Oregon DEQ releases timeline for Clean Fuels Program expansion

By Erin Voegele | May 27, 2020

The Oregon Department of Environmental Quality on May 18 announced it has submitted detailed information to Gov. Kate Brown on how it plans to carry out her March 10 executive order that set a new goal for greenhouse gas (GHG) reduction.

The plans submitted by DEQ include a preliminary report on cap and reduce programs, and work plans related to clean fuels, strategies to reduce GHG emissions from transportation, regulations to reduce methane emissions from landfills, and strategies to reduce food waste.

One provision of the March 10 executive order directs state agencies to expand the Oregon Clean Fuels Program to enable the state to reduce the average amount of GHG emissions per unit of fuel energy by 20 percent below 2015 levels by 2030 and 25 percent below 2015 levels by 2035. The work plan submitted by DEQ describes the steps necessary to carry out the expansion of the Clean Fuels Program and includes a high-level summary of some of the key policy issues that will be addressed leading up to and including rulemakings by the state’s Environmental Quality Commission.  

The Clean Fuels Program work plan also includes a proposed timeline for expansion of the program. A formal rulemaking for the expansion of the program is expected to begin near the end of the third quarter of 2021. Until that time, the agency plans to undertake several studies and other activities related to the future rulemaking.

Another provision of the March 10 executive order directs state agencies to take actions necessary to reduce gas emissions from landfill as part of the state’s goal to achieve GHG reductions of at least 45 percent by 2035 and 80 percent by 2050. According to the work plan, the DEQ plans to begin developing a rulemaking on landfill gas during the fourth quarter of this year. Landfills would be required to submit design plans for methane gas collection systems in late 2021 and early 2022. Landfills would install approve methane gas collection systems beginning in 2023. The work plan also briefly discusses compliance measures that may be available to landfills seeking alternative compliance pathways, such as decreasing incoming volumes of cardboard, paper fibers, grass clipping and similar materials.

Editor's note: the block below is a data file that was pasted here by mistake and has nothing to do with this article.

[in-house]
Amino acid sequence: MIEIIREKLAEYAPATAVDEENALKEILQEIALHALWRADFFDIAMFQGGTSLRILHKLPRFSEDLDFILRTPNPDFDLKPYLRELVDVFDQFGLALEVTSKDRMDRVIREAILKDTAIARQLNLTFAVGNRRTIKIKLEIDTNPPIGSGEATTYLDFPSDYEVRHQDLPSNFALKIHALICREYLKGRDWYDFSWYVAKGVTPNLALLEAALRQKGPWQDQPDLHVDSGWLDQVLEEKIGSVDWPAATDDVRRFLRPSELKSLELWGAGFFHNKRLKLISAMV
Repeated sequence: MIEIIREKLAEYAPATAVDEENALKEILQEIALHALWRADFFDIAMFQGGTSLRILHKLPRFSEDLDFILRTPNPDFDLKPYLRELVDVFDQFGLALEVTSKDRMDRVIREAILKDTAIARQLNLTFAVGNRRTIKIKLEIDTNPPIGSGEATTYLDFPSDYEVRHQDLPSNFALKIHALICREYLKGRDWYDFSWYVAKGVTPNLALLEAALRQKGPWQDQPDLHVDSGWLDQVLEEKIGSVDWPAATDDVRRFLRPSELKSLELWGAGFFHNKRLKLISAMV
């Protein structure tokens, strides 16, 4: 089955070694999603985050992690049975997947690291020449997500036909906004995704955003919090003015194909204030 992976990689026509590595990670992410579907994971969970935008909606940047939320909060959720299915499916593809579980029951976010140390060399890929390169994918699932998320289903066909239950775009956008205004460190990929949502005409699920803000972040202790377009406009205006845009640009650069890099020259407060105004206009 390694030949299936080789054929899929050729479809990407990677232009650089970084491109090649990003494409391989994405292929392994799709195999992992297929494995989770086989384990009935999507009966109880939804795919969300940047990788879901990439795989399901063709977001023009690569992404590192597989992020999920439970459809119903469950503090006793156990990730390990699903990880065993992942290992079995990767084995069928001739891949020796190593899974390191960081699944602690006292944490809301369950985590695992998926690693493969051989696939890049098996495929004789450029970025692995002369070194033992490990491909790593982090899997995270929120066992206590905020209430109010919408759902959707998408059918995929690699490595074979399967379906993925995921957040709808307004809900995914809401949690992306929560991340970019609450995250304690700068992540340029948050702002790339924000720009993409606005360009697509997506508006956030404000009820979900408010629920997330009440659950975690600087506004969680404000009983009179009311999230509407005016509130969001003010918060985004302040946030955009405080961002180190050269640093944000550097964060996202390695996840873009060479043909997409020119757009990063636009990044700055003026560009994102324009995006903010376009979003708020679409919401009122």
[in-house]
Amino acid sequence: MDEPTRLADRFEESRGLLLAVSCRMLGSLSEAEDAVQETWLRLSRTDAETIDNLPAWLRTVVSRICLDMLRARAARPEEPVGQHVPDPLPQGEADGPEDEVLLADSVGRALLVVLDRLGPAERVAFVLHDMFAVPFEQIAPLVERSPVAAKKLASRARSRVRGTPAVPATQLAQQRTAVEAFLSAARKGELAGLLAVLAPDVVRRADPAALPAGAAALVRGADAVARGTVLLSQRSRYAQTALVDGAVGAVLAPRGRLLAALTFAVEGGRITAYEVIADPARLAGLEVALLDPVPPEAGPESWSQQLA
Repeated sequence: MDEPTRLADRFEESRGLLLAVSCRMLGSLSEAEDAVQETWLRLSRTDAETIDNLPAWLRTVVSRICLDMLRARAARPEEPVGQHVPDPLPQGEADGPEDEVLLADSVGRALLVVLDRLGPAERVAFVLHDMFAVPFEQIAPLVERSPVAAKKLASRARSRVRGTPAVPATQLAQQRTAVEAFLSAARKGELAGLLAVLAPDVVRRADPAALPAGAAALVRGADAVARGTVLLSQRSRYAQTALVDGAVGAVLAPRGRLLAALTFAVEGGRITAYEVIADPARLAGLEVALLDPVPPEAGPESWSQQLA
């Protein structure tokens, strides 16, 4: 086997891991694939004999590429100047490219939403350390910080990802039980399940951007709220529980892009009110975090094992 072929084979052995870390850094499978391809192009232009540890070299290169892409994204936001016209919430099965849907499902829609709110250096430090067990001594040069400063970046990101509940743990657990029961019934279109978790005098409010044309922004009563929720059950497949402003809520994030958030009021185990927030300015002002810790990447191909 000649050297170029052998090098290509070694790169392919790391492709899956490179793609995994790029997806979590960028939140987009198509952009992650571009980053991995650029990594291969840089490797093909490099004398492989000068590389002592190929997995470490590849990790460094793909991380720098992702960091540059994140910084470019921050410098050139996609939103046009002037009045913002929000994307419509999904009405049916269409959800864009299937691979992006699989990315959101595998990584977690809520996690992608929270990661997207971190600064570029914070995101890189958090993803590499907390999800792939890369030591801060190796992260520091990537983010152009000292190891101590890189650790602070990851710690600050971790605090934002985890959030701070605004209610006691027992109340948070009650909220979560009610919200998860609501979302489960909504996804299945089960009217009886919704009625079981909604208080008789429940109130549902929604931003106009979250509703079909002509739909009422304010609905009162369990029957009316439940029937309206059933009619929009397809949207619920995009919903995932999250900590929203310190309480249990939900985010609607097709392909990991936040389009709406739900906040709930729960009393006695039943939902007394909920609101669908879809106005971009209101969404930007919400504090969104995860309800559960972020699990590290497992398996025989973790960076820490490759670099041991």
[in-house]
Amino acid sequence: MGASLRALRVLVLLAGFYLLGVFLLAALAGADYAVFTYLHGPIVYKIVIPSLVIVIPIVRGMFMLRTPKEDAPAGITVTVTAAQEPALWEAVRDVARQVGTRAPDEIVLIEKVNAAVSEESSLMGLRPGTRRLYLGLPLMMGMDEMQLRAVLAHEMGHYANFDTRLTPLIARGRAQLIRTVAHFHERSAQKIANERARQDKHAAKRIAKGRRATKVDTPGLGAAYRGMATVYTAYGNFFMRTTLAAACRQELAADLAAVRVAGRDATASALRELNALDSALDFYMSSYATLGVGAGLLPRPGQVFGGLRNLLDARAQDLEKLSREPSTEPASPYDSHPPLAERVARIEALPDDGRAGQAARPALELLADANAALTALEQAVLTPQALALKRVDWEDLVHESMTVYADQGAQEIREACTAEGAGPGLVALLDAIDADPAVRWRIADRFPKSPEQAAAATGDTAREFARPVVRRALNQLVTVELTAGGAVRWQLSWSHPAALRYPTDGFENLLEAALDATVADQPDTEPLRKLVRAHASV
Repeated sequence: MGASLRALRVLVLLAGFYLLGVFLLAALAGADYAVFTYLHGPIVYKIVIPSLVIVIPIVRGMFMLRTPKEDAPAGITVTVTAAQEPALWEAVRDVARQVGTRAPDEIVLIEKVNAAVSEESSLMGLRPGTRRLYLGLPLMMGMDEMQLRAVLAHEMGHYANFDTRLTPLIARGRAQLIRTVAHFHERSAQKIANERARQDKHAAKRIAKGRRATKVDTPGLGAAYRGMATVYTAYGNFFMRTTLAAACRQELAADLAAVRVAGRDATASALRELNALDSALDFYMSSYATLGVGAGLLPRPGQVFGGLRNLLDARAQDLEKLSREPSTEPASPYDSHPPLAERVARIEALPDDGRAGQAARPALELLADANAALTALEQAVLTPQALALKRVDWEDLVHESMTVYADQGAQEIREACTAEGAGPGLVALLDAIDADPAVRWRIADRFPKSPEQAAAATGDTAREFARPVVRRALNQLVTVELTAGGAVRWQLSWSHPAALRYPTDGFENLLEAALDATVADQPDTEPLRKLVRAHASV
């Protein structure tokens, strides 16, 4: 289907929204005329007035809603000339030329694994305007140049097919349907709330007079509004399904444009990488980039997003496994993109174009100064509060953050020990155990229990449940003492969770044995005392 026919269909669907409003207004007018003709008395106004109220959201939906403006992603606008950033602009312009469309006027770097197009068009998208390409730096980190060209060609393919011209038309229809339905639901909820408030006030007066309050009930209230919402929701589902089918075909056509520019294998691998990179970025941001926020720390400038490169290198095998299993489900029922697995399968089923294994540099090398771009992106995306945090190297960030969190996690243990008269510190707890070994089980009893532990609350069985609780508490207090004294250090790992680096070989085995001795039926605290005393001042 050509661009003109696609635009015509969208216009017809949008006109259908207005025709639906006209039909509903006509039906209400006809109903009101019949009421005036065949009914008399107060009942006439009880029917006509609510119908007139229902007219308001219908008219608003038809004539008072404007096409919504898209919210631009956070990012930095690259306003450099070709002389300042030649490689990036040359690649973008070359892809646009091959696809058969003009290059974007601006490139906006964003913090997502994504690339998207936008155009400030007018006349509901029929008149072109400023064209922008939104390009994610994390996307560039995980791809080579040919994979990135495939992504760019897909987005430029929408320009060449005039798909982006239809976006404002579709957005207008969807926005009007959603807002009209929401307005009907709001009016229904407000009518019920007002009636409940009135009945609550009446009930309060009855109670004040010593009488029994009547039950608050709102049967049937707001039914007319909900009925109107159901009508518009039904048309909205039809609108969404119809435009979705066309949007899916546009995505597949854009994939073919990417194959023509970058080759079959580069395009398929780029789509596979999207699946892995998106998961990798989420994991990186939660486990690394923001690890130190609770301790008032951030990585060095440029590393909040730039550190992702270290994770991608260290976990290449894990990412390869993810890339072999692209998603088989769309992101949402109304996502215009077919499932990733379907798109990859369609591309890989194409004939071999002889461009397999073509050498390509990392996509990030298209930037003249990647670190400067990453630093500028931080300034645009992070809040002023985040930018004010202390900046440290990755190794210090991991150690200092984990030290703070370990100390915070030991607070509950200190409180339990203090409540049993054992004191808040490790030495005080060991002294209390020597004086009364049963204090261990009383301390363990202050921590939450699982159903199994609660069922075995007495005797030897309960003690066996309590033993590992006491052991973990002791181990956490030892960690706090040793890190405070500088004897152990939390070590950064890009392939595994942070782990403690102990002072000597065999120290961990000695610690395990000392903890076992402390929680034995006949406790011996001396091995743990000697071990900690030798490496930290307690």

The DEQ said it will be holding virtual workshops and listening sessions on program options related to the March 10 executive order over the next six months.

“Oregon DEQ is committed to listening to all Oregonians, including community and business leaders, as we develop the specifics of how these programs are going to work,” said Richard Whitman, director of the DEQ. “We recognize that Oregon is in the midst of another crisis—the COVID-19 crisis—and DEQ is building those challenges into how we are approaching this effort. At the same time, we also recognize that Oregon and the rest of the world are running out of time to begin bringing greenhouse gas emissions under control. The governor has given us 18 months to get this work done, and we are going to do our very best to deliver a fair, thorough and well-founded set of programs that will put Oregon on the path to doing its part in combatting climate change.”

Additional information is available on the Oregon DEQ website.